Corona connection: Don't underestimate the importance of a humble phone call
I would like to encourage my brothers and sisters not to lose sight of the simpler things in life as they look after their flock in this strange new world, writes Mental Health Chaplain Vicky Martin
Since the government banned group meetings, including church services, I have been watching with interest, the variety of imaginative ways that my colleagues have been broadcasting church services and inspiring messages to the masses. To be honest, I have also had a bit of a giggle at some of the faux pas that have occurred, including not realising a camera is on, being interrupted by passers-by and, my favourite, an Italian Priest who forgot to turn off his filter setting and proceeded to broadcast Mass in a variety of wigs, glasses, lipsticks and monster heads!
New words have entered our vocabulary; words such as Zoom, Facetime even YouTube for some. New apps have been downloaded and new equipment hastily sought and questions we never thought would be asked, have popped up such as licensing laws for worship songs in a live broadcast, bandwidths, effective camera angles and download speeds. Perhaps this could be a new module opportunity for our Baptist colleges?
Whilst this is all very admirable, and raises huge questions about where we see our role as pastors - such as, is it really all just about the Sunday morning after all? I would like to encourage my brothers and sisters not to lose sight of the simpler things in life as they look after their flock in this strange new world.
Working as a specialist Mental Health NHS Chaplain, I was annoyed to be instructed to work from home. Anyone who knows me would know that I always want to be in the thick of the action and saw my role of Chaplain during this crisis as an opportunity to do so. Images of Woodbine Willie and other famous wartime chaplains offering cigarettes to wounded soldiers in no-man's land inspiring me to do so. "Now is the time" I felt, but it wasn't to be and so I reluctantly resigned myself to becoming a home-based chaplain - an oxymoron I felt.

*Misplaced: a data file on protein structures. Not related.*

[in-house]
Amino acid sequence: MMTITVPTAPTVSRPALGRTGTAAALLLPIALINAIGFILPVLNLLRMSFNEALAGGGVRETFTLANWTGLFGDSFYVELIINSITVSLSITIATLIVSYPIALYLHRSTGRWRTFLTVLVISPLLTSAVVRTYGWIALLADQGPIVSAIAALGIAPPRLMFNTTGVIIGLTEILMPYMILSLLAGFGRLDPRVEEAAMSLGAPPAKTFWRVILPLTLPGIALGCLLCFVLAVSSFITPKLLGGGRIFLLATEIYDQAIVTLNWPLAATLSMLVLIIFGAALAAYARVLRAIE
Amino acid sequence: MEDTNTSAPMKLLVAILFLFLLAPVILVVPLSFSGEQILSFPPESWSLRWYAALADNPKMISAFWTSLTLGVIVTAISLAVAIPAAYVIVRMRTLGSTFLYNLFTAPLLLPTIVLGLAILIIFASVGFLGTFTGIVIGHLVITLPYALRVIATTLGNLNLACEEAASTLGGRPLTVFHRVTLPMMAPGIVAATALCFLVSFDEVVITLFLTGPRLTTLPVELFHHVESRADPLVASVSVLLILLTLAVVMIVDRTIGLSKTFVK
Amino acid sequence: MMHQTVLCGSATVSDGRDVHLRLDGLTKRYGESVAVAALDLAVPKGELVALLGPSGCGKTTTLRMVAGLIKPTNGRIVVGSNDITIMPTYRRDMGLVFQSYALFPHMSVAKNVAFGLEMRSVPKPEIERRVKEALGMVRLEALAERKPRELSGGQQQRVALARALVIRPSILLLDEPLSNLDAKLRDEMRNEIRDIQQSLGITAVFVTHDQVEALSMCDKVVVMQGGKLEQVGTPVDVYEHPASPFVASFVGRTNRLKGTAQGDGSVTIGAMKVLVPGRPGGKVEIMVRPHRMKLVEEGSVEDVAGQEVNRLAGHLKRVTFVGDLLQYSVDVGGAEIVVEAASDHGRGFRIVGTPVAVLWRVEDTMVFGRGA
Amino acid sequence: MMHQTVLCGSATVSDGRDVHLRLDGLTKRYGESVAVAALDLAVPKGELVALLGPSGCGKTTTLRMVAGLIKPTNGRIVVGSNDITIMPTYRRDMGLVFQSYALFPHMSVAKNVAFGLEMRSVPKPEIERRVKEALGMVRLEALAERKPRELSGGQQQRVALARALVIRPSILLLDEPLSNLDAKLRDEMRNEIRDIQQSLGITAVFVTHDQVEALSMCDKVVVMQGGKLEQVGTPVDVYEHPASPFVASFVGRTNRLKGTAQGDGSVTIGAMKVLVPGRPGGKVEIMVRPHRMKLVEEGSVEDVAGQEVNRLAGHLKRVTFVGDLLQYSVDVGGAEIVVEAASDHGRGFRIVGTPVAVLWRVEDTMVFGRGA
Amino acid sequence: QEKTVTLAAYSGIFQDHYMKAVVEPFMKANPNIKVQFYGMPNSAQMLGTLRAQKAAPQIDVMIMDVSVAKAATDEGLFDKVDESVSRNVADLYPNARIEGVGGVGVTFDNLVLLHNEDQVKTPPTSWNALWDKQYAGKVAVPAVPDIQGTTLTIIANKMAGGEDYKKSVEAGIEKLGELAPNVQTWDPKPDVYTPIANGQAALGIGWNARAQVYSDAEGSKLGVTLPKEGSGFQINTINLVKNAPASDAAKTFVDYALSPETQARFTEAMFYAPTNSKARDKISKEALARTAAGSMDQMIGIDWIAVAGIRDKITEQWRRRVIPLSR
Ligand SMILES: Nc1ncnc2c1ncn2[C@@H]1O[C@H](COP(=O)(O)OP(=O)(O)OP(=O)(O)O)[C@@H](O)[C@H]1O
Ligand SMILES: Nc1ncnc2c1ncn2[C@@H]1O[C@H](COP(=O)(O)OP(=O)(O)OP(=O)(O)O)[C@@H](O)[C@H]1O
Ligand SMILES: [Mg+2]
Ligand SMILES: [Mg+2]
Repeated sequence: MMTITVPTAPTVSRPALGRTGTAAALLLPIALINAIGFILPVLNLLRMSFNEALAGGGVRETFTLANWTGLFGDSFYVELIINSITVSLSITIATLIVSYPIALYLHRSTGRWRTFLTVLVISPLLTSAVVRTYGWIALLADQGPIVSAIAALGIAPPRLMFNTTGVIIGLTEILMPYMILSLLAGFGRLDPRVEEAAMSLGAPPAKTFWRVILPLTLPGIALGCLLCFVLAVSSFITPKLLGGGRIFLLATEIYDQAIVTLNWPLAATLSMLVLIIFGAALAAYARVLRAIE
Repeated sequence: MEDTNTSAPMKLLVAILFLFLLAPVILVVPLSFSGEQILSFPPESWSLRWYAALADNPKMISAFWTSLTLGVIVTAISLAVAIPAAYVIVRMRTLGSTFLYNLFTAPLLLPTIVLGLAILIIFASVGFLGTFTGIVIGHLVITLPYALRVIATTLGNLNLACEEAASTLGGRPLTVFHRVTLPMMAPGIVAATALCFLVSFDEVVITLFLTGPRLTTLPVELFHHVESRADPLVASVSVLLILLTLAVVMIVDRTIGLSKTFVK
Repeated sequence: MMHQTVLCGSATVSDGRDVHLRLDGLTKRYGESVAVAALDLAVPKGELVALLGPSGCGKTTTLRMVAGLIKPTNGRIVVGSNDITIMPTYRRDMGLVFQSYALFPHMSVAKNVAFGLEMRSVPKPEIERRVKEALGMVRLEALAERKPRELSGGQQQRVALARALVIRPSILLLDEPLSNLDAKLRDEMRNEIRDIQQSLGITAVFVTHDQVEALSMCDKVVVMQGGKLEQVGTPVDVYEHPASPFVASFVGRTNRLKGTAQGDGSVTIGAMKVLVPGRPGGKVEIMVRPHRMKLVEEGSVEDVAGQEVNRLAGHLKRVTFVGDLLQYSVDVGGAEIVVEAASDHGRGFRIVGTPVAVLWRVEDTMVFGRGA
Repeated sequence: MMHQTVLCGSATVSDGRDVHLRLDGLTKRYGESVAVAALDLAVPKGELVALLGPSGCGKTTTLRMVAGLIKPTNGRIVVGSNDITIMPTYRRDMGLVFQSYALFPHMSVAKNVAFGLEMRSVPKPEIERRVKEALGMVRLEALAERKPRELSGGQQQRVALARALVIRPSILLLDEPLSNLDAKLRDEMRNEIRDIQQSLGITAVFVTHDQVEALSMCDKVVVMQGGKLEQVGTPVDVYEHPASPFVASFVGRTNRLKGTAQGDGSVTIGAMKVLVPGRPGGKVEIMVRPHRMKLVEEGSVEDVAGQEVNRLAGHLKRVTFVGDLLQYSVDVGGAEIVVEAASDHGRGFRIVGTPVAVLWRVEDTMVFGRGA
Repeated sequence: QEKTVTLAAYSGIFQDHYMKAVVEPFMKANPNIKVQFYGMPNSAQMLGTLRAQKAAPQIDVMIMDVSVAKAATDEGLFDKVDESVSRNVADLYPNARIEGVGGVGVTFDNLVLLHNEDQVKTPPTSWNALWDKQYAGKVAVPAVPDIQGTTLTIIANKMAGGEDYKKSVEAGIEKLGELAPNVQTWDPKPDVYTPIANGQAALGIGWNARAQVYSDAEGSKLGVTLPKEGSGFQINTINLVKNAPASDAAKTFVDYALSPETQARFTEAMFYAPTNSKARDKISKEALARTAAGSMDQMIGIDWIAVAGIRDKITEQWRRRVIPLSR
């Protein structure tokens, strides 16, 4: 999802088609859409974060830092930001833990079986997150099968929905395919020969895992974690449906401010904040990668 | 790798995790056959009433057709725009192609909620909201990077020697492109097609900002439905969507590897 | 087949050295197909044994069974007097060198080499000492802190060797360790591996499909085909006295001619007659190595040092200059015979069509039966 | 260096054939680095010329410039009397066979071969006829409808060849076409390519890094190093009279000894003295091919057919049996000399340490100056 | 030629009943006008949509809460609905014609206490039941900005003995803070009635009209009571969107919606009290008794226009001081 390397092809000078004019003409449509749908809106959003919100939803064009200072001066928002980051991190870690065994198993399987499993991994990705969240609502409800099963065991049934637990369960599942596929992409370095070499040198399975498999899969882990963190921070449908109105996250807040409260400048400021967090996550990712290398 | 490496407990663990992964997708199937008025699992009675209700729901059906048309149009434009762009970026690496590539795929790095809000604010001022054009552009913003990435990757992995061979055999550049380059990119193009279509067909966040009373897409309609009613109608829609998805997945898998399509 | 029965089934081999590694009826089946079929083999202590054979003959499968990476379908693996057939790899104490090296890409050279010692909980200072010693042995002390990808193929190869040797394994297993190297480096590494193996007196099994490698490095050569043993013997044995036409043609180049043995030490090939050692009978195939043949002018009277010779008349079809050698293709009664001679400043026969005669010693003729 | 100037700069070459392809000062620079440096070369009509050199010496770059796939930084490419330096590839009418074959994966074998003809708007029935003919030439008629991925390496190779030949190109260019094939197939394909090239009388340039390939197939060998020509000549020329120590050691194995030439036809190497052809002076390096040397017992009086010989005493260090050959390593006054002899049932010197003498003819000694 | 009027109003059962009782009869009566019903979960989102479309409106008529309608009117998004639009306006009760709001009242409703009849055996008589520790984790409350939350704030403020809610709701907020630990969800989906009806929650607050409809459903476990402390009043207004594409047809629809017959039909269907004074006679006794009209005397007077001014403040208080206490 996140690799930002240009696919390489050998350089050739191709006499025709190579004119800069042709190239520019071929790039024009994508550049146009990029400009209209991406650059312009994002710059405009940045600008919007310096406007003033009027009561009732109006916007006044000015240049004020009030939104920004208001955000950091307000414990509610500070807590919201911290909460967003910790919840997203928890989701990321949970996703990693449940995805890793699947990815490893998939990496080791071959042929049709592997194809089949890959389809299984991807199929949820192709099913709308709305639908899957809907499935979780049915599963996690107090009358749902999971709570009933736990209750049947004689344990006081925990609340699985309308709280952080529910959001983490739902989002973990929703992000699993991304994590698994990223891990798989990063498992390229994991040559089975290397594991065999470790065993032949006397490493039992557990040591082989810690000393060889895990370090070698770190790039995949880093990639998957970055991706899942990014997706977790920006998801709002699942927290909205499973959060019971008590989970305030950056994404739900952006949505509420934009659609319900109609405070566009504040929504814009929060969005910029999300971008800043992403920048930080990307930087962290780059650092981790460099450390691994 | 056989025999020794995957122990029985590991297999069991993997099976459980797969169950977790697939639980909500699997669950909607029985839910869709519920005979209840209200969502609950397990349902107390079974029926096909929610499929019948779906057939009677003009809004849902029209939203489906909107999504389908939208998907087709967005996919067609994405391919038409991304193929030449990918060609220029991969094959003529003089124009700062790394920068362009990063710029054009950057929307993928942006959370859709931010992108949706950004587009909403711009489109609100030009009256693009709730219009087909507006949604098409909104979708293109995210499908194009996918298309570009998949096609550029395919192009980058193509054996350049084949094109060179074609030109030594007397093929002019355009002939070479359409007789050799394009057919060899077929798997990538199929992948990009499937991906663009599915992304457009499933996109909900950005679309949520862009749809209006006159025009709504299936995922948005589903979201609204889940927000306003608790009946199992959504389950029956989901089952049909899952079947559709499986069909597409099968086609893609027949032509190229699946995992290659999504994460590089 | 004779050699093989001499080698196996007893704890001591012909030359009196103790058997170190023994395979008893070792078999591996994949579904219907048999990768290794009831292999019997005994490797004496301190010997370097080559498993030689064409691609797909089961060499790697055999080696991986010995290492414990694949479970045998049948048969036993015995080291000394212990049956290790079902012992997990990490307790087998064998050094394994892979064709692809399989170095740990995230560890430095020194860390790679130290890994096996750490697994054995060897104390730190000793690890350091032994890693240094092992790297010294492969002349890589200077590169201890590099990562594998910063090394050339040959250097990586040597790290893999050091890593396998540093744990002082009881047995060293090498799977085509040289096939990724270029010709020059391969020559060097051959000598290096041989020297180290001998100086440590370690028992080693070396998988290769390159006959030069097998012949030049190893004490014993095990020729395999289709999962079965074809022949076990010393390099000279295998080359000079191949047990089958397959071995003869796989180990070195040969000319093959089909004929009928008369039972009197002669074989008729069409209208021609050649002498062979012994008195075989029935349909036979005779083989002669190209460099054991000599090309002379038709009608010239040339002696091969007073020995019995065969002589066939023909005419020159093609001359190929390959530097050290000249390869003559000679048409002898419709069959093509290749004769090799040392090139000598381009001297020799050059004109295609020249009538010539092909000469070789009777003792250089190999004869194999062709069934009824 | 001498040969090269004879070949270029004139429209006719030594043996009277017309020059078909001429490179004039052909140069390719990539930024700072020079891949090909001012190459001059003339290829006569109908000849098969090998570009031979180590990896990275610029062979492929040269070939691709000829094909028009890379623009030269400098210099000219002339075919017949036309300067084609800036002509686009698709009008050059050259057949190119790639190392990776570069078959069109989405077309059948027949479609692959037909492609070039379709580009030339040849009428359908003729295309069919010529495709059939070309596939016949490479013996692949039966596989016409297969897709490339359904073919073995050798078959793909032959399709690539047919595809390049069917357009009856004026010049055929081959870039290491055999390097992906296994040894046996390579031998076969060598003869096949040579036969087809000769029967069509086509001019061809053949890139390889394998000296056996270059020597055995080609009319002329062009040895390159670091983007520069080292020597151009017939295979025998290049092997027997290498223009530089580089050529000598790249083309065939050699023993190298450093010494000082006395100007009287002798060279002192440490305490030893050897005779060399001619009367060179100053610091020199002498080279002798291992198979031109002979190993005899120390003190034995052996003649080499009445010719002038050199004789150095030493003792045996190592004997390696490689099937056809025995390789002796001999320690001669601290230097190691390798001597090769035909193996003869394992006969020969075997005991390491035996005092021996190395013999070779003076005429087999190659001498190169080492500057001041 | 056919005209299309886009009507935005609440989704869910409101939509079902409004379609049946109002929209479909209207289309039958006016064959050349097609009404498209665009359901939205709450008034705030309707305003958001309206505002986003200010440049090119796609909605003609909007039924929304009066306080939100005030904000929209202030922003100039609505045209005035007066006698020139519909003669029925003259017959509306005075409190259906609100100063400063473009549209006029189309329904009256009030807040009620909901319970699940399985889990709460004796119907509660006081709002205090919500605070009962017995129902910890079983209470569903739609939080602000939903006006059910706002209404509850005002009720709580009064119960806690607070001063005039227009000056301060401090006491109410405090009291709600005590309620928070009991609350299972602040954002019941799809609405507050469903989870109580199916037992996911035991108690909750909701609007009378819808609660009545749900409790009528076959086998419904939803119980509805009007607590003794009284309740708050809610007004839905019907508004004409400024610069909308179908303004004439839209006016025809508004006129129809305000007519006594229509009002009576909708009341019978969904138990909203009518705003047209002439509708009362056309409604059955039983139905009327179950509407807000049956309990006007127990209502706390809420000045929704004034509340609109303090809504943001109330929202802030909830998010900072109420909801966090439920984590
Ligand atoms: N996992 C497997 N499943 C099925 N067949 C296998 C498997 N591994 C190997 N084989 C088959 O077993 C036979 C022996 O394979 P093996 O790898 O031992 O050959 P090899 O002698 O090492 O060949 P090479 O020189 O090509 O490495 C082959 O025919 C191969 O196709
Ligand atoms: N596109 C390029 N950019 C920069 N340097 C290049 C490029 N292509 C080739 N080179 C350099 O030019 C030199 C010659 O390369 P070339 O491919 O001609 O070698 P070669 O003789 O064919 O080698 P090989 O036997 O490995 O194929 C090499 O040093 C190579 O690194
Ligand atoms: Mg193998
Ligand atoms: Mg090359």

However, I have found a quiet humbleness of serving people by being home. Why? Well, the first reluctant phone calls I made to some of our community based service users were so well received. They, like 8.2m people in this country, live on their own and the COVID19 lockdown has stopped all their support groups, activities, visitors and carers. They are on their own in their homes, feeling ignored, let down, isolated and already struggling with their mental health - a toxic combination. My phone call had plainly made their day - just a chat! Wow! During my second day of grumpy isolation, my call even stopped someone from overdosing and I was able to get them the help they needed. I am not telling you this to make myself look good but to encourage you. A humble phone call is sometimes underestimated.
"Do not feel a failure if you can't sort the techno stuff out."
So, in the midst of our new found techno-broadcasting, zooming and skyping please do not lose sight of the simple things. Do not feel a failure if you can't sort the techno stuff out. You don't need to - the pressure is probably more from yourself and the old view that Pastors only work Sundays and take a service. Instead, make a cuppa, make yourself comfortable and take time to call your flock. Remember the old BT adverts? BT: It's good to talk - as true now as it was then!
Ten tips on making a good and meaningful phone call at this weird time
(and probably in the future too)
Ask if they have time to talk? If not, ask if you can ring back later and arrange a time
Don't just ask them if they're ok and then ring off
If people are struggling then perhaps offer some guidance as to how to cope - there are plenty of resources out there to do this. Find your favourite and have it handy.
Perhaps have in mind someone else they can call in your community. This may start a friendly call around.
Try to talk about hopes for the future rather than THE virus or THE news
Make sure you are comfortable - I have found using a headset useful so I can walk around whilst on the phone
Don't do your emails/sermon/facebook whilst on the phone - people can tell
Use lots of verbal affirmations and reflecting back
At the end of the call it is useful to summarise any actions you have agreed ie. They are going to make something nice for dinner etc
If you have offered to ring back again or do something practical then don't forget!
The Revd Vicky Martin, Mental Health Chaplain, Sussex Partnership NHS Foundation Trust
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